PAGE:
The resident herd at The Donkey Sanctuary Manchester have been helping lift the spirts of the Tameside Pulmonary Fibrosis Support Group (TPFSG), who recently spent some wellbeing time at the centre. Under the guidance of staff at the sanctuary, eight members of the group, which was set up by Clive Green and his wife Sue in 2018, took part in a wellbeing session alongside some of the 21 donkeys who live at the centre in Abbey Hey.

Former firefighter Clive, who suffers from pulmonary fibrosis, visited the sanctuary with his wife during a weekend visitor session in the summer. During the visit they heard about the donkey-assisted activities available to people within the local community. The programmes help support people’s wellbeing and the development of life skills, while also promoting positive attitudes towards donkeys.

Led by equine assistants Kate Sergeant and Adele Woodburn, a few of the group entered the arena, where some of the donkeys had the choice to interact with them, and the visitors could also choose to do the same with the donkeys. Donkeys Clanrye, Sam and Hector chose to take part in the session and connect with each person within the group. Fifteen-year-old Clanrye seemed to be particularly connected to Clive, and throughout the session, the small grey gelding stood by Clive’s side and lowered his head to be stroked.

Several of the group said the visit changed their perceptions of donkeys. They discovered that the equines were not the stubborn animals they are often portrayed as but are intelligent, sentient creatures.

“Our visit to the Manchester sanctuary was a wonderful experience, and even those who were a little wary at first were totally immersed in the whole experience,” said Clive. “Being among the donkeys, stroking them and talking to them, was uplifting and calming, and gave everyone a feeling of wellbeing, which is what it was all about. It is obvious to see that there is a lot of love for the donkeys from all who care for them.”

Robina Melling, Centre Manager at the Manchester sanctuary, said it was a pleasure to welcome the local group and to watch the interactions between them and the donkeys.

“It was also great to see and hear that their time spent with us help changed preconceptions they may have had before their visit, and we look forward to seeing them again soon,” she said.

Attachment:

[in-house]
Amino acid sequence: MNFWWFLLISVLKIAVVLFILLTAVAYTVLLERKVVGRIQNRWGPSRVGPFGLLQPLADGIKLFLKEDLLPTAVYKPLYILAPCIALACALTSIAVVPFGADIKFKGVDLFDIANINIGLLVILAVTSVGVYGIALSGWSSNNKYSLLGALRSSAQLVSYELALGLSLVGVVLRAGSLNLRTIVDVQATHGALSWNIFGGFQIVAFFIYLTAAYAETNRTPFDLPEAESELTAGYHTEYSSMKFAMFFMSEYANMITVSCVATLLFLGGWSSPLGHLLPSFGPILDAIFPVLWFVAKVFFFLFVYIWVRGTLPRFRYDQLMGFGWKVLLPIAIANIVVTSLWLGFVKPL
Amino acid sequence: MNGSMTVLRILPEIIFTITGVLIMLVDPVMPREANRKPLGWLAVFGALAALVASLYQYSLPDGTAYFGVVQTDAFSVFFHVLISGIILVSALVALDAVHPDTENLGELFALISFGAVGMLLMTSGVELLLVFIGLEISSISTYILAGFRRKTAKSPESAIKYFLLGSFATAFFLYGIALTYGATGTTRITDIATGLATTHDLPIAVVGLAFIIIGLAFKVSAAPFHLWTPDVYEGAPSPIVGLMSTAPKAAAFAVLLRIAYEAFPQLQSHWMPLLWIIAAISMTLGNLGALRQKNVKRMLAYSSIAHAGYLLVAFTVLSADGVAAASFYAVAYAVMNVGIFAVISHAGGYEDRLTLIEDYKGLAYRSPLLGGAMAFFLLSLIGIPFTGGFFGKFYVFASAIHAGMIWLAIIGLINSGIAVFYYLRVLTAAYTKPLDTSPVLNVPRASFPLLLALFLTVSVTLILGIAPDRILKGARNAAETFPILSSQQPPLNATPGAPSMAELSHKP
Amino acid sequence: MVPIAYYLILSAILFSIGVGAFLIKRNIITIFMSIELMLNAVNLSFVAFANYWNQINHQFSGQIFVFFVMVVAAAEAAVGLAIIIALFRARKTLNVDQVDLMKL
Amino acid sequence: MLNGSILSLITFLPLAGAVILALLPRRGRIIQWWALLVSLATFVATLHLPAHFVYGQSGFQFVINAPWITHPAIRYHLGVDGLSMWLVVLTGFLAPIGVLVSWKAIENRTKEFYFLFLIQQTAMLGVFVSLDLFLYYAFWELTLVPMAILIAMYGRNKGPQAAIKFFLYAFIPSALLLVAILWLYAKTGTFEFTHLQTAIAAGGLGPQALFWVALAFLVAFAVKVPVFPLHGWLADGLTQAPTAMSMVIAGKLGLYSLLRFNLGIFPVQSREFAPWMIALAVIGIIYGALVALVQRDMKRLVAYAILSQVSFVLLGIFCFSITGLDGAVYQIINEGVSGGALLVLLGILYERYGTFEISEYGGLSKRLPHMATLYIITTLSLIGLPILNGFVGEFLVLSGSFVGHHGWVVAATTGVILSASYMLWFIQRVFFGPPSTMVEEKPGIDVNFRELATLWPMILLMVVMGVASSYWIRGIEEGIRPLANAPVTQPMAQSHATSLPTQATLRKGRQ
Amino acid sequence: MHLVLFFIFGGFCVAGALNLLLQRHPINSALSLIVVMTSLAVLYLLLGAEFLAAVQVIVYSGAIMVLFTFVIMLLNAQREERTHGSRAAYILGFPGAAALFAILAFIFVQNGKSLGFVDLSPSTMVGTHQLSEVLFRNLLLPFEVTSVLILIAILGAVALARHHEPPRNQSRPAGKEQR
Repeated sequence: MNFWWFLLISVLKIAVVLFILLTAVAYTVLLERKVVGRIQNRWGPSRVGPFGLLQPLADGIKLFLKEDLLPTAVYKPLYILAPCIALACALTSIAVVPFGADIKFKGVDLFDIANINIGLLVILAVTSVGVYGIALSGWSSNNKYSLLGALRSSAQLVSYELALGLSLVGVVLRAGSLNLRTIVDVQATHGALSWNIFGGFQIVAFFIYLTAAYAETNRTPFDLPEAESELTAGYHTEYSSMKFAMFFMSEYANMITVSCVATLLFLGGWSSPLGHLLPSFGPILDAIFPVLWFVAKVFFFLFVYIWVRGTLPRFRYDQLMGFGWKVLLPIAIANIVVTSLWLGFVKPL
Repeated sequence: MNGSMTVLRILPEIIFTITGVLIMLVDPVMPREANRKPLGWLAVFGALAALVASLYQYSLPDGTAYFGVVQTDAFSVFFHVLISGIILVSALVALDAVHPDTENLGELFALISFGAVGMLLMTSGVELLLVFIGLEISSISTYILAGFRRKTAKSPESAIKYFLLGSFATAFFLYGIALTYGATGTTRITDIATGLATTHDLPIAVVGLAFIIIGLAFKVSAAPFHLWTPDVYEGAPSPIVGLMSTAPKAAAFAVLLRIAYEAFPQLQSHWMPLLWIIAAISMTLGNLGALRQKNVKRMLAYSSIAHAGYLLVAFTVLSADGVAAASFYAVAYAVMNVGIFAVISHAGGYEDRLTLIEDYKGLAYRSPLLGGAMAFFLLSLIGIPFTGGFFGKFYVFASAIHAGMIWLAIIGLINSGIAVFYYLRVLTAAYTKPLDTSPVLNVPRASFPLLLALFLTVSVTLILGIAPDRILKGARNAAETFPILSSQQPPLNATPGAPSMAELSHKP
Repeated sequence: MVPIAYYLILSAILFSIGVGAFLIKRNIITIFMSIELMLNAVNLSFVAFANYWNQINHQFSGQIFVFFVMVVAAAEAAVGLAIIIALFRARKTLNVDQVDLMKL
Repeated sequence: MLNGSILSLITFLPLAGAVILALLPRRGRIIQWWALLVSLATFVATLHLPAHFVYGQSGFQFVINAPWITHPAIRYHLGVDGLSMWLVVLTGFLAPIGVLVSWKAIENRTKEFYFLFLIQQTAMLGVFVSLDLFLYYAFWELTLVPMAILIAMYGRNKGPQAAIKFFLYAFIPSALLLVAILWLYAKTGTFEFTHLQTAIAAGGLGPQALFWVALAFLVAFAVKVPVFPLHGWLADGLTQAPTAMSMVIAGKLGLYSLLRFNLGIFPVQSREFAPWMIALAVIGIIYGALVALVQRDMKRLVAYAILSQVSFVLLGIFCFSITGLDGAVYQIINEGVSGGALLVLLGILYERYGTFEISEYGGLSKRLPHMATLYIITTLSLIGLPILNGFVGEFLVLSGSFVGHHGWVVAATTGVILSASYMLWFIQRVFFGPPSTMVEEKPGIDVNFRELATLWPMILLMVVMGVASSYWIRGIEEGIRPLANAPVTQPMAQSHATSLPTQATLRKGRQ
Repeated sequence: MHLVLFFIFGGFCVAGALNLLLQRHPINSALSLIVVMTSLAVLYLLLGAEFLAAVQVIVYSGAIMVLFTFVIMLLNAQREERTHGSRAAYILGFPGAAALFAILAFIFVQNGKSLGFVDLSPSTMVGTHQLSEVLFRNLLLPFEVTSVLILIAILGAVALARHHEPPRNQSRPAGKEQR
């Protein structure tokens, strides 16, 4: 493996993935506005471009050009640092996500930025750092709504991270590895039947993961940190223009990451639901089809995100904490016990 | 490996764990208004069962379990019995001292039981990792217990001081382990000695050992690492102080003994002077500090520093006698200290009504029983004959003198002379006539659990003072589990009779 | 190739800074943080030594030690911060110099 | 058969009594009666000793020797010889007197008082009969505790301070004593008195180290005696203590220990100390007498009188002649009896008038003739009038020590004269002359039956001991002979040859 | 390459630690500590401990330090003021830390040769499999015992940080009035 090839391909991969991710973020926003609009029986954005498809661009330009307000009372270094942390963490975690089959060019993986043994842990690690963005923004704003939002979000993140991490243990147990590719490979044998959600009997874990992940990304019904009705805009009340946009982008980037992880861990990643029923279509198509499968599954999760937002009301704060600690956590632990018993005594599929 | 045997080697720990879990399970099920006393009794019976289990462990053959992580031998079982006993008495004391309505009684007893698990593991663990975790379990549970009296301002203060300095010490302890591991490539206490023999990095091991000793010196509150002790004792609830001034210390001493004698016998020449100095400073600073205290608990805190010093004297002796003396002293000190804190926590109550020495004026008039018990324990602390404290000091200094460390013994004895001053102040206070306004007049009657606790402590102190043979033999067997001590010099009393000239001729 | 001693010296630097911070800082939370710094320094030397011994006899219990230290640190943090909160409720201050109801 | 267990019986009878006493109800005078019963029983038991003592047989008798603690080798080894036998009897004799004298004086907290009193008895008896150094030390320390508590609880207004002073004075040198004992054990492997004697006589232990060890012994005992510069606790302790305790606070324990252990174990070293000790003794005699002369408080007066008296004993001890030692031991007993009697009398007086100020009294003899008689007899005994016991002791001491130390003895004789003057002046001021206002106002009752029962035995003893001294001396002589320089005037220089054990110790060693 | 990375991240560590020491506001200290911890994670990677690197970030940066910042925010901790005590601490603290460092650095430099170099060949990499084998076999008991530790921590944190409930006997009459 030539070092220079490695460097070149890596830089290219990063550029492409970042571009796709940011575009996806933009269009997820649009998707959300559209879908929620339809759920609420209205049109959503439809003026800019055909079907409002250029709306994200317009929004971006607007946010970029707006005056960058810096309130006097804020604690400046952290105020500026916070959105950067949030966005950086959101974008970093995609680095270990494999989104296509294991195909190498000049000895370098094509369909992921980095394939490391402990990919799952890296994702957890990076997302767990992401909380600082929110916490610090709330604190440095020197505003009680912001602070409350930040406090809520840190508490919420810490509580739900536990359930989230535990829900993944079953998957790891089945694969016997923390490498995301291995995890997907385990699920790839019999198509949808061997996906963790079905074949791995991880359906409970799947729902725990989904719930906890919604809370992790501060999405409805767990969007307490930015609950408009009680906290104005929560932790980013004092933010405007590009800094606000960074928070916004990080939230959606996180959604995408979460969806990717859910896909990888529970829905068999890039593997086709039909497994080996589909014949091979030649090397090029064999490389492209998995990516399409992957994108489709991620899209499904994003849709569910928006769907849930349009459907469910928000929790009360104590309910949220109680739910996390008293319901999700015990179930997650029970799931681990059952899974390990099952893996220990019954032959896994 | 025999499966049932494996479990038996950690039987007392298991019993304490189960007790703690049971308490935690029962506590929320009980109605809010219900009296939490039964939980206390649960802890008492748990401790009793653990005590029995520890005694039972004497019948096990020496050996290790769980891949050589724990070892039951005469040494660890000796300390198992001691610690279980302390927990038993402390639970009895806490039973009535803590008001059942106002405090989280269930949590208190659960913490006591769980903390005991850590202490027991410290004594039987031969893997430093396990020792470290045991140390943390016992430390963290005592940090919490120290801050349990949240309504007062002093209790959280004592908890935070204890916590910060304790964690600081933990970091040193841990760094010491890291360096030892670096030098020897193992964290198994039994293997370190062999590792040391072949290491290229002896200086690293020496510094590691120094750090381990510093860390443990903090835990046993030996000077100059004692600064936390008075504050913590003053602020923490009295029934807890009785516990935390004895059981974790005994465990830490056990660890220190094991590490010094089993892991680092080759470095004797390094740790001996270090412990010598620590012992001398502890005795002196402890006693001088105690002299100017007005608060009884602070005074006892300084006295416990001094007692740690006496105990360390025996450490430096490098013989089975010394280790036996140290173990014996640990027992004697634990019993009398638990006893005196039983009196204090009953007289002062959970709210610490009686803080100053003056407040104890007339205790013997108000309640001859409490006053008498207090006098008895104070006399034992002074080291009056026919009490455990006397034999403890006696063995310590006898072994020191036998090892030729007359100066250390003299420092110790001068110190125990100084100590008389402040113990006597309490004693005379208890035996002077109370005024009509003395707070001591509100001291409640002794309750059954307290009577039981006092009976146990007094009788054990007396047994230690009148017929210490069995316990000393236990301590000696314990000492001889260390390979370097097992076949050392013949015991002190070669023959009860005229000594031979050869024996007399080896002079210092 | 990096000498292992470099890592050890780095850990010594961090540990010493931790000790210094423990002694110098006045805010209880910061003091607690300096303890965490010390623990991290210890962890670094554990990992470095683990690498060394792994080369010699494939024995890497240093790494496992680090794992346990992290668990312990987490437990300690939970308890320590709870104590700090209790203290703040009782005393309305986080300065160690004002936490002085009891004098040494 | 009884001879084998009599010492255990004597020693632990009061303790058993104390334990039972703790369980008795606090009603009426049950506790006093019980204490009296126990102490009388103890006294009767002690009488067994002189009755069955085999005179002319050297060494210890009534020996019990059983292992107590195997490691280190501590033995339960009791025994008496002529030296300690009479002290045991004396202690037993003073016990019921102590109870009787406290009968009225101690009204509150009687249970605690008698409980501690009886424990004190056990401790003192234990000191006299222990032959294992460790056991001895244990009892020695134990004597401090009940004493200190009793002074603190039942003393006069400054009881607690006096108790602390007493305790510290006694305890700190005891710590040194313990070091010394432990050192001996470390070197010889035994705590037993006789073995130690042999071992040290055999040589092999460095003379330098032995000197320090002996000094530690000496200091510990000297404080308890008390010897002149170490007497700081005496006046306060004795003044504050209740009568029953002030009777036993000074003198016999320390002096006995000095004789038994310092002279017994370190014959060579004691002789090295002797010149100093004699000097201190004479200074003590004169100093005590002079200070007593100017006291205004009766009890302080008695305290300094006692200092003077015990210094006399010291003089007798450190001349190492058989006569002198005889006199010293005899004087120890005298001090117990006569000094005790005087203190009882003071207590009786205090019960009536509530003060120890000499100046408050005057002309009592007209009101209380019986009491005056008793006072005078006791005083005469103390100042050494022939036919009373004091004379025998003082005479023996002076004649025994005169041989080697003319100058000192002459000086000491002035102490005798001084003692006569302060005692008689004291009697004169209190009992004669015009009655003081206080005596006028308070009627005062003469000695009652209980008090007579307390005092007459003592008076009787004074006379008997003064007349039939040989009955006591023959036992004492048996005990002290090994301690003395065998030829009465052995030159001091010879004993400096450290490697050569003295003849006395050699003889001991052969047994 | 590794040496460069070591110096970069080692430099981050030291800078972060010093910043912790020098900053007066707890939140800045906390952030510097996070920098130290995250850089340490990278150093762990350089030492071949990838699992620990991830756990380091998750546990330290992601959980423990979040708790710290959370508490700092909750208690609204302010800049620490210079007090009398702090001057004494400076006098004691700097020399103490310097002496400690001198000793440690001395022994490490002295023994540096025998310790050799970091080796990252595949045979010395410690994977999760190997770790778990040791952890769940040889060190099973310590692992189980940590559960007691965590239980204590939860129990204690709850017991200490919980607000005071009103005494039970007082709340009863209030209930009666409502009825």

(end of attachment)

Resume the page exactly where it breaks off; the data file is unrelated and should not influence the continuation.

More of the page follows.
Clive and his wife Sue started the Tameside group after they found the trip to his nearest support group could take an hour and a half to reach. He was also keen to provide support to fellow sufferers of the disease in a more upbeat way. Despite his condition and reliance on a portable oxygen cylinder, Clive is determined to look on the bright side of life and this is the ethos he instils among the rest of the group.

The group works to raise awareness of the condition and have launched their ‘Around the World with TPFSG’ campaign. They ask family, friends and people they meet to take one of their flyers with them on holiday, then to send in photos of the poster on their travels with a well-known landmark in the background. To date they have received photos from as far afield as Canada, Japan, China, Zambia and Vietnam, as well as celebrities getting involved too.

‘So much happier’

“At a recent group meeting following our visit, there was a lot of talk about it and how it left everyone feeling,” said Clive. “A couple of our members said they weren’t feeling their best mentally on the morning of the visit, but that they were very glad they came because when they left to go home, they felt so much happier.

“Having heard about the very positive responses to our visit, we now have many more members who would like to visit in the spring.”

The team at the Manchester sanctuary not only support people in their local community but provide training and support to donkeys in need. They help them to gain confidence and trust, with the hope that they can help find a ‘forever’ home through The Donkey Sanctuary’s Rehoming Scheme.

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